Tetanus, also called lockjaw, is a serious disease of the nervous system that can cause uncontrolled muscle spasms and death. It is caused by toxins (poisons) produced by the bacterium Clostridium tetani.


Tetanus occurs when the body is infected with spores of the bacterium C. tetani. This bacterium is found worldwide in soil and animal manure. The spores can remain alive in the soil for years and are resistant to heating and chemical destruction. They are more common in hot, damp environments than in cold or dry ones.

Once spores enter the body through a break in the skin, they begin producing bacteria. These bacteria multiply in areas where there is little oxygen present and produce a toxin that affects the nervous system. The toxin spreads along the nerves of the body, causing the nerves to fire (react). This results in muscle spasms and convulsions.


The bacteria that cause tetanus enter the body through a scrape, cut, or wound, in about 70 percent of cases. The most susceptible wounds are those that are caused by blunt trauma such as crushing or by bites . The bacteria can also enter at the site of a burn, bedsore, or frostbite , or be introduced into the body during surgery. In developing countries, newborns often contract tetanus from contaminated instruments used to tie off the umbilical cord after birth. Often the site where the bacteria enter is insignificant, does not become swollen or red, and does not require medical attention. Any time between two and 50 days later (most commonly between days seven and 21 days), the individual begins to show the signs of tetanus.

The severity of the disease is related to several factors:

  • The sooner symptoms appear, the more severe the disease.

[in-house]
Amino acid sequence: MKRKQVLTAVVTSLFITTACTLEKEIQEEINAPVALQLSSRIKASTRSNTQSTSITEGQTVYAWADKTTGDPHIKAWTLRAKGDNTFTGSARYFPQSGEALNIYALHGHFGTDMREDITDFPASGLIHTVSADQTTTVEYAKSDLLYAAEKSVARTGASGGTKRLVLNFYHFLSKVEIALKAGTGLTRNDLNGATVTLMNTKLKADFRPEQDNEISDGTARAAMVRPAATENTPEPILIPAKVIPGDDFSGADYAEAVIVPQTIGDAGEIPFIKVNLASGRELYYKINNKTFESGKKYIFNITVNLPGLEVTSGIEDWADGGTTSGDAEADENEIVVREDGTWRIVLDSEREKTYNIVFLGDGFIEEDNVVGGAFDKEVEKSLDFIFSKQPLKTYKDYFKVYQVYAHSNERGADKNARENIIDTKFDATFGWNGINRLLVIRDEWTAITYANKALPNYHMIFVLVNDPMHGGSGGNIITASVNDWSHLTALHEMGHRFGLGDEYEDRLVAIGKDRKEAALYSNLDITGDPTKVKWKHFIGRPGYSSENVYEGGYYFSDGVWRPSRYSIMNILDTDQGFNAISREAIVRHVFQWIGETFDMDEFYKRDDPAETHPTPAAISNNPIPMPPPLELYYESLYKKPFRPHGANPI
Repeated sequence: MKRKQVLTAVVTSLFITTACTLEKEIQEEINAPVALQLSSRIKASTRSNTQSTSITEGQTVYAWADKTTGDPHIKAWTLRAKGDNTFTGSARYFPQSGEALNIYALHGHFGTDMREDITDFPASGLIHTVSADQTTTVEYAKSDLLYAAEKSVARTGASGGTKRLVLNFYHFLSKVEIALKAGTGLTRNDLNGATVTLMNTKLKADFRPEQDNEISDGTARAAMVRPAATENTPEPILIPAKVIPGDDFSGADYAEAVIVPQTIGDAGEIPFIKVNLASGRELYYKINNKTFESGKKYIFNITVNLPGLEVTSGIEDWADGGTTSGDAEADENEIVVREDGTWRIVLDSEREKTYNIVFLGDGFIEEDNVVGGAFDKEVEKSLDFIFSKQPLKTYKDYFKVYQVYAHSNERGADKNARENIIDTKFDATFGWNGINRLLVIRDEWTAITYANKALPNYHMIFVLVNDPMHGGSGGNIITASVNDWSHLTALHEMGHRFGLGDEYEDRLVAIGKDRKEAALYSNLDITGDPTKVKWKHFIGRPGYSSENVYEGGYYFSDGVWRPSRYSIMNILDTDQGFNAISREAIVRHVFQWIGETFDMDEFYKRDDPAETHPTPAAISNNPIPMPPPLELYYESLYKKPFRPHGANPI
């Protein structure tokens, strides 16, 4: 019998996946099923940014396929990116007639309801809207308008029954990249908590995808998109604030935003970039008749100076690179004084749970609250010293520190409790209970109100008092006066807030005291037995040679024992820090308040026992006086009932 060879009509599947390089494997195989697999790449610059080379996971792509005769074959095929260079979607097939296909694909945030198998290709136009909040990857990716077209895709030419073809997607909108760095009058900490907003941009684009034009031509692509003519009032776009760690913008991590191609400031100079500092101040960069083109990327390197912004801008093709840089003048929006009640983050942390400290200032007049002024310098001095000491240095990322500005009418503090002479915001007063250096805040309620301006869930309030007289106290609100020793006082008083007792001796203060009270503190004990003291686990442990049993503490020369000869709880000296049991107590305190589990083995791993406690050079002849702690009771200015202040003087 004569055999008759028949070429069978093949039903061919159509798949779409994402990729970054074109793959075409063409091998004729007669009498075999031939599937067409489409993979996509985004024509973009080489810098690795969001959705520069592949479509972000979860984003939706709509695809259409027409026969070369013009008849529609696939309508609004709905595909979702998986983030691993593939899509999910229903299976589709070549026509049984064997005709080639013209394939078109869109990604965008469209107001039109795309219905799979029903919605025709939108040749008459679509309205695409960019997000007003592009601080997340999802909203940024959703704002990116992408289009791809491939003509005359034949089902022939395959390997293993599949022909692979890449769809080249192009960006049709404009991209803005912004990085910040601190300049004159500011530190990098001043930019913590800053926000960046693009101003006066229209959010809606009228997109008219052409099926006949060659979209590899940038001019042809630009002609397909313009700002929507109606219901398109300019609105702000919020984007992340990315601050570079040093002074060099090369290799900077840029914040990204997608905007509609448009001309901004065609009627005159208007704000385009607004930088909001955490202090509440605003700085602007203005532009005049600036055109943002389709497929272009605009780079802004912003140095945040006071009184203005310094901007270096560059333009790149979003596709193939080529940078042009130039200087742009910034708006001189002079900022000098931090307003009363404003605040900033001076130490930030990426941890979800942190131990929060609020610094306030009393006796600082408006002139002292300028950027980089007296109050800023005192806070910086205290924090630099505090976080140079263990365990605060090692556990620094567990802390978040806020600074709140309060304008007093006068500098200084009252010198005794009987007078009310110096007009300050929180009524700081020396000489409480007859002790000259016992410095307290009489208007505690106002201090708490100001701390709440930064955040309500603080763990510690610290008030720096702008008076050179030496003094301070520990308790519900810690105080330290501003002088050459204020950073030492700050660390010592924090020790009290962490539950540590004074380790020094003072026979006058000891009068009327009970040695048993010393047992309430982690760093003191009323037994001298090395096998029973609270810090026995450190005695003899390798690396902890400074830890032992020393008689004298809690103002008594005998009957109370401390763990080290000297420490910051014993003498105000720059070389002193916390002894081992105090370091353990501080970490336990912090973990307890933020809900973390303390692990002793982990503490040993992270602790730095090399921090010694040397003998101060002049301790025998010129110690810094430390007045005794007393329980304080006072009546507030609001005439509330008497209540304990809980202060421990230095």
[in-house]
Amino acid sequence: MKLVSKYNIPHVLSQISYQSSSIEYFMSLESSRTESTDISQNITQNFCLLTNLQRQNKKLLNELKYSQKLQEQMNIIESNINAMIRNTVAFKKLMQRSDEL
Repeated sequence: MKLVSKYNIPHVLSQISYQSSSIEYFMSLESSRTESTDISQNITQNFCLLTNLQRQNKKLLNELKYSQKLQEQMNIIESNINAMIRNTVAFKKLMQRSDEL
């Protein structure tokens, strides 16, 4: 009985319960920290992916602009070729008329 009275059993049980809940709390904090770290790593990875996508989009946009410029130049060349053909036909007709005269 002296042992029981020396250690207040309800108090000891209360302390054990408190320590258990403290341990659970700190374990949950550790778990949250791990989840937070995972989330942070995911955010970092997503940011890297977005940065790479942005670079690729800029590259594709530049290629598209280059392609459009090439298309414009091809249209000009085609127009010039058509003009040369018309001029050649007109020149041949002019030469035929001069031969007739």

• If the point of entry was in the head or face, symptoms are more severe.
  • The very young and the very old suffer more severe symptoms and higher death rates.


With almost universal vaccination starting in the 1940s, tetanus has become rare in the United States. Fewer than 50 cases have been reported annually since 1995. Worldwide, the disease is common, especially in newborns in developing parts of Asia, Africa, and South America where immunization is not universally available. The disease can affect individuals of any race, age, or gender.

Causes and symptoms

Since the incubation period can range from several days to many weeks, individuals often do not associate their initial symptoms with wound infection. The first sign of tetanus is a tightening of the jaw muscles that gives the disease its common name, lockjaw. This symptom is followed by waves of back spasms. The spasms then extend to the arms producing clenched fists and to the legs. Any stimulus, such as noise or light, can set off a round of convulsions. Other symptoms include drooling, increase in blood pressure ( hypertension ), irregular heart beat, inability to open the mouth, high fever , kidney failure, and respiratory failure.

When to call the doctor

Tetanus is a medical emergency, and individuals should be taken to the emergency room as soon as symptoms are noticed. About 75 percent of individuals with tetanus are first seen by a dentist or oral surgeon for pain and stiffness in the jaw and mouth region.


Diagnosis of tetanus is based on presenting symptoms rather than laboratory tests. Less than one-third of the time can the bacteria that causes the disease be cultured from a wound.


Treatment begins immediately in the emergency room or intensive care unit of a hospital. There are five aspects of treatment. Initially the patient is placed in a dark, quiet room and given a sedative, usually a drug in the benzodiazepine family, through direct injection into a vein (IV) in an effort to reduce muscle spasms. A tube may be inserted in to the trachea (tracheotomy) in order to keep the airways open.

The second aspect of treatment is to clean and disinfect any wounds and remove any dead flesh.

The third aspect of treatment involves killing the bacteria producing the toxin using antimicrobial drugs given as an injection. The drug of choice is metronidazole (Flagyl), with penicillin the second choice.